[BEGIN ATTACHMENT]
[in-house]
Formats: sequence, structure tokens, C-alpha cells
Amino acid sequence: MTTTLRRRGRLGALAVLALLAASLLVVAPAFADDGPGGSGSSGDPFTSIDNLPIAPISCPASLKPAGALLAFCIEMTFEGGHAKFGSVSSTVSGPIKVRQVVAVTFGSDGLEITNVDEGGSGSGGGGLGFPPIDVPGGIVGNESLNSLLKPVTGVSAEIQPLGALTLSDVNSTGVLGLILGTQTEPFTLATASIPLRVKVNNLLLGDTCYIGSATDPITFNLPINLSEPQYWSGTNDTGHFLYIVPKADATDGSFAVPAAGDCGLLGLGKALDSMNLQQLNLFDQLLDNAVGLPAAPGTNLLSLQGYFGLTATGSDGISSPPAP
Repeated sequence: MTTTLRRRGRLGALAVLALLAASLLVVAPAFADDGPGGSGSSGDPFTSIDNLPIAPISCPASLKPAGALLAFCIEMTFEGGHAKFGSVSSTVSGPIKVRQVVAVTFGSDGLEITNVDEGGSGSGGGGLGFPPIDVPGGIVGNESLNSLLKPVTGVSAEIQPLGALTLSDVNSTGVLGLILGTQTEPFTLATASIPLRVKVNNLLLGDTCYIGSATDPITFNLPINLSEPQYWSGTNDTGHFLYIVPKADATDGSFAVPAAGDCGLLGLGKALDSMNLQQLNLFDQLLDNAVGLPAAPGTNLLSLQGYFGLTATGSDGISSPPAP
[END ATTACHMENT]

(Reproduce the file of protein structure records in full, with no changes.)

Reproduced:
[in-house]
Formats: sequence, structure tokens, C-alpha cells
Amino acid sequence: MTTTLRRRGRLGALAVLALLAASLLVVAPAFADDGPGGSGSSGDPFTSIDNLPIAPISCPASLKPAGALLAFCIEMTFEGGHAKFGSVSSTVSGPIKVRQVVAVTFGSDGLEITNVDEGGSGSGGGGLGFPPIDVPGGIVGNESLNSLLKPVTGVSAEIQPLGALTLSDVNSTGVLGLILGTQTEPFTLATASIPLRVKVNNLLLGDTCYIGSATDPITFNLPINLSEPQYWSGTNDTGHFLYIVPKADATDGSFAVPAAGDCGLLGLGKALDSMNLQQLNLFDQLLDNAVGLPAAPGTNLLSLQGYFGLTATGSDGISSPPAP
Repeated sequence: MTTTLRRRGRLGALAVLALLAASLLVVAPAFADDGPGGSGSSGDPFTSIDNLPIAPISCPASLKPAGALLAFCIEMTFEGGHAKFGSVSSTVSGPIKVRQVVAVTFGSDGLEITNVDEGGSGSGGGGLGFPPIDVPGGIVGNESLNSLLKPVTGVSAEIQPLGALTLSDVNSTGVLGLILGTQTEPFTLATASIPLRVKVNNLLLGDTCYIGSATDPITFNLPINLSEPQYWSGTNDTGHFLYIVPKADATDGSFAVPAAGDCGLLGLGKALDSMNLQQLNLFDQLLDNAVGLPAAPGTNLLSLQGYFGLTATGSDGISSPPAP